Why Technology in Healthcare Matters
Dr. Jason Shuffitt, a nurse practitioner and member of RCGC. He has provided quality health care to hundreds of patients using innovative approaches due to the lack of modern day resources available. During his medical missions in Jamaica, Dr. Shuffitt encountered many different health concerns and conditions. He describes the experience as “wonderful” because of the amazing people he was able to connect with on a cultural and spiritual level.
Today, he is the Associate Dean for Learning and Healthcare Technology Innovations and a Clinical Associate Professor at the University of Arizona College of Nursing, where he teaches and conducts informatics research among many other responsibilities.
The Injury and Beyond
When Dr. Shuffitt was young, he experienced a significant injury. “I ran through a door that was not tempered glass and received multiple cuts that required 250+ stitches. The nurses who cared for me had a huge impact on my experience. It has influenced how I care for patients having been a young patient myself. As I grew older, I also had an experience with my brother, who had a terminal illness, which really pushed me into nursing. Originally I was in emergency medical services, but the true push was when I spent many nights in the hospital with him experiencing his illness and saw what the nurses contributed and how the nurses were really the leaders of the healthcare team—they are the ones at the bedside traditionally, not only making healthcare decisions, but ensuring that you have good care so you improve and get better.”
Through Dr. Shuffitt’s experiences, he made the decision to enter the healthcare field where he now makes significant contributions through his research, practice, and instruction.
Although his early research was focused heavily on improving direct patient care, his current research is more informatics focused. However, his investigation of ways to improve technology use in healthcare still ultimately contributes to improving patient care.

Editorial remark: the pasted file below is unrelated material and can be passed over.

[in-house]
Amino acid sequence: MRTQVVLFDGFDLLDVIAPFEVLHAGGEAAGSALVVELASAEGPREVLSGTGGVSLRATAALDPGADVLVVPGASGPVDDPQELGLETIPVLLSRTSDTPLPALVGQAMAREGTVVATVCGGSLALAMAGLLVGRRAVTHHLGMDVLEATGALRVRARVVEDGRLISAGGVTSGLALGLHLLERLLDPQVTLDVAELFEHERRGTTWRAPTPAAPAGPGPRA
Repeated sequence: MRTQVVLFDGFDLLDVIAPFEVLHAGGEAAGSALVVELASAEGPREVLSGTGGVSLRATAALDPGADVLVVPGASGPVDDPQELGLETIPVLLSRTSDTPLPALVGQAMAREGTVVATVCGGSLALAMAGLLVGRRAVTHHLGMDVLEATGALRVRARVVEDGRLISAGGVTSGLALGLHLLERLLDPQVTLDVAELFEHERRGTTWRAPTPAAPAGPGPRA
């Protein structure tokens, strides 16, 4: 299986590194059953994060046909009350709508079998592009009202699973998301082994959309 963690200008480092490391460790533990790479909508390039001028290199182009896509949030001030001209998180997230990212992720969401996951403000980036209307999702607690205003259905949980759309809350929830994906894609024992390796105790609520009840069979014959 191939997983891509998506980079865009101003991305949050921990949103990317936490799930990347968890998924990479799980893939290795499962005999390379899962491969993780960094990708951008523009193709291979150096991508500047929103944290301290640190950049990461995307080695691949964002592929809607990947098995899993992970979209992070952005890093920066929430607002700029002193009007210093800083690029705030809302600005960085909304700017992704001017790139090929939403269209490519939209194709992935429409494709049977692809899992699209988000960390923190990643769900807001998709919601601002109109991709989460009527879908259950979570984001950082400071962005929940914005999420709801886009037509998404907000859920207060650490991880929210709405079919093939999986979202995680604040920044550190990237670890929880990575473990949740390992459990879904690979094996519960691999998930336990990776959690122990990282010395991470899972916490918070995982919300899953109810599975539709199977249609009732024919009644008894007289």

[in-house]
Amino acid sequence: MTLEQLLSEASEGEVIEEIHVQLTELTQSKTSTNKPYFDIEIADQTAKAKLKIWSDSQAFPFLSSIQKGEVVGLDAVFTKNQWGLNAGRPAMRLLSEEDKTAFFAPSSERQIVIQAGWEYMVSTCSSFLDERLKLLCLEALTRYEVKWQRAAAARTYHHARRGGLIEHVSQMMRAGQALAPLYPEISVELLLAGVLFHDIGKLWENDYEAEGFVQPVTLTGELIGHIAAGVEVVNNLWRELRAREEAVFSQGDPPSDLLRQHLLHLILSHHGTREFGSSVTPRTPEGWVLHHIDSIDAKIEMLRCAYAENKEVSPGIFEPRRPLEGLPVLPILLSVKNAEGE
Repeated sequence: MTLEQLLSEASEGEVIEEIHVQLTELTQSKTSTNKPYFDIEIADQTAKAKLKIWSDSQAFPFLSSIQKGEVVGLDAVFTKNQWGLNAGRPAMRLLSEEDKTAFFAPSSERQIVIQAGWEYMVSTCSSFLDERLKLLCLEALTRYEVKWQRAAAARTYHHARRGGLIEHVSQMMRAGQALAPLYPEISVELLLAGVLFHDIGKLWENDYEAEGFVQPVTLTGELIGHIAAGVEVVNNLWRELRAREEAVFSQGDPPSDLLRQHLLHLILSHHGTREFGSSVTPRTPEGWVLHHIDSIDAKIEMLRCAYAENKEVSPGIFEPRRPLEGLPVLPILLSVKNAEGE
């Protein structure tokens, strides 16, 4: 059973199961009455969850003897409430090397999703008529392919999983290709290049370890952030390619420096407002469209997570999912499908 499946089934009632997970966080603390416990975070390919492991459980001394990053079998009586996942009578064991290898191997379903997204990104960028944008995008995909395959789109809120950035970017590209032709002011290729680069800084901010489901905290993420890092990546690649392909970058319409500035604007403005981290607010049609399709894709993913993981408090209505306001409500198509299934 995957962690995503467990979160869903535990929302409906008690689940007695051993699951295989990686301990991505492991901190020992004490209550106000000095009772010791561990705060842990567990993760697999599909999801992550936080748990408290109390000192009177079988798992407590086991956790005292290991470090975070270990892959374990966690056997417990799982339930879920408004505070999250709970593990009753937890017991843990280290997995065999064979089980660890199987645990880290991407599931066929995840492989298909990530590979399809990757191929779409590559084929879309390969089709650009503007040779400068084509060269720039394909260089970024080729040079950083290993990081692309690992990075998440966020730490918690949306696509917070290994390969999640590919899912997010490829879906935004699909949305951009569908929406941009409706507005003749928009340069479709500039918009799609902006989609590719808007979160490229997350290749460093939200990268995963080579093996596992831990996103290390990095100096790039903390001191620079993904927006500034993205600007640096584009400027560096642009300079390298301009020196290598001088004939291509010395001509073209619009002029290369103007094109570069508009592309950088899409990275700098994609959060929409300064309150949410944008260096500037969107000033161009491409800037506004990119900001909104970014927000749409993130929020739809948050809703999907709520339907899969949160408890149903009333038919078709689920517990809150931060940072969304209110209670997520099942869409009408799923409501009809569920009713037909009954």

For example, in the past, healthcare providers were “filtering through 16-17 different sources to combine data into a usable data set that you can analyze and make a decision about a patient, which is an administrative burden, [and] decreases the quality of care.”
Dr. Shuffit realized that patient care and efficiency could improve through the use of technology. For instance, administrative burden would lighten if patient information was all in one data set instead of multiple sheets of paper. In addition, if patients’ information was available to doctors quickly, it would reduce clinical decision errors.
1 out of 25 hospitalized patients are injured due to decision errors, and contribute to more than 48,000 deaths each year
In a recent paper, Dr. Shuffit describes that “clinical decision errors injure 1 out of 25 hospitalized patients, and contribute to more than 48,000 deaths each year” (Shuffitt J. & Effkin, J.). If more clinical data was available about patients these occurrences would decrease. Health informatics technology would then need to play a vital role, but in order to have health informatics one must be “well-versed in healthcare informatics” (Shuffitt J. & Effkin, J.).
Dr. Shuffit also assists by teaching others about healthcare informatics. “When I moved to full-time teaching a light bulb went off.” He thought about what he could do to improve learning in the clinical realm, and how he could assist students in learning how to adapt and apply that technology. Now health sciences students are graduating with a better sense of the technology used in healthcare.
In Dr. Shuffitt’s Health Informatics course he talks about the theory of large data sets, analysis, and how to apply some of these principles. This course provides foundational skills for people in different career paths, which gives the opportunity for those from different fields to learn about informatics—a combination of computer, information and healthcare science.
As a member of the University of Arizona community, Dr. Shuffit has found that the RCGC committee has been a very valuable resource for the UA faculty, because it opens doors for researchers and allows collaboration of research and ideas among the research community on campus. It is not an “every man to himself” idea, but a group collaborative
Written by: Marisol Moya
Edited by: Dr. Shuffitt, Mike Bruck, and RCteam